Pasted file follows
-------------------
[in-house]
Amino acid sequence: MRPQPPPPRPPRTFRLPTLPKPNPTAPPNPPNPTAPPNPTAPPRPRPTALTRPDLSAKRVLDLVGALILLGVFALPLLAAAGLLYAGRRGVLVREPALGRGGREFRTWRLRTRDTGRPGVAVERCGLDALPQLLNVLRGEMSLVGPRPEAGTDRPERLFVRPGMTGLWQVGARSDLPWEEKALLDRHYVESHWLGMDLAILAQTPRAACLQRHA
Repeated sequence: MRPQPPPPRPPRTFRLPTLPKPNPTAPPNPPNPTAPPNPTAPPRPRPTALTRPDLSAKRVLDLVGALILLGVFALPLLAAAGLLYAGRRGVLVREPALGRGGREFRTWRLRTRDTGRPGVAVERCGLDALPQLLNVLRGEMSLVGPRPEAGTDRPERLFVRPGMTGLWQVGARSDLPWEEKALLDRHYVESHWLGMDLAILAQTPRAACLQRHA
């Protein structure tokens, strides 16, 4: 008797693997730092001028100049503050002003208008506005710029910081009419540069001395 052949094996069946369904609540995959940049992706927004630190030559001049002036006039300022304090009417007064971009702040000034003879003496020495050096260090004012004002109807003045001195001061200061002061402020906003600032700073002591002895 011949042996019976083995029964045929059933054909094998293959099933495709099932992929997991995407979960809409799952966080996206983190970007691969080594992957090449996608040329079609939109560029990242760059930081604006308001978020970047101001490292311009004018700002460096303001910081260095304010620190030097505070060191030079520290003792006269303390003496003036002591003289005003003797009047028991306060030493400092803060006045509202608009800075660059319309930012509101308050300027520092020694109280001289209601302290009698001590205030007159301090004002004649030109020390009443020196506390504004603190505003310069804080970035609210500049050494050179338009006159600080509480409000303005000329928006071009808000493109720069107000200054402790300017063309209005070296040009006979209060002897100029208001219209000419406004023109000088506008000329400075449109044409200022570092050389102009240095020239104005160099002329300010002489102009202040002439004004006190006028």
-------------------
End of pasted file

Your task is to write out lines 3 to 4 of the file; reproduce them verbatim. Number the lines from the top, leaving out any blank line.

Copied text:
Repeated sequence: MRPQPPPPRPPRTFRLPTLPKPNPTAPPNPPNPTAPPNPTAPPRPRPTALTRPDLSAKRVLDLVGALILLGVFALPLLAAAGLLYAGRRGVLVREPALGRGGREFRTWRLRTRDTGRPGVAVERCGLDALPQLLNVLRGEMSLVGPRPEAGTDRPERLFVRPGMTGLWQVGARSDLPWEEKALLDRHYVESHWLGMDLAILAQTPRAACLQRHA
């Protein structure tokens, strides 16, 4: 008797693997730092001028100049503050002003208008506005710029910081009419540069001395 052949094996069946369904609540995959940049992706927004630190030559001049002036006039300022304090009417007064971009702040000034003879003496020495050096260090004012004002109807003045001195001061200061002061402020906003600032700073002591002895 011949042996019976083995029964045929059933054909094998293959099933495709099932992929997991995407979960809409799952966080996206983190970007691969080594992957090449996608040329079609939109560029990242760059930081604006308001978020970047101001490292311009004018700002460096303001910081260095304010620190030097505070060191030079520290003792006269303390003496003036002591003289005003003797009047028991306060030493400092803060006045509202608009800075660059319309930012509101308050300027520092020694109280001289209601302290009698001590205030007159301090004002004649030109020390009443020196506390504004603190505003310069804080970035609210500049050494050179338009006159600080509480409000303005000329928006071009808000493109720069107000200054402790300017063309209005070296040009006979209060002897100029208001219209000419406004023109000088506008000329400075449109044409200022570092050389102009240095020239104005160099002329300010002489102009202040002439004004006190006028």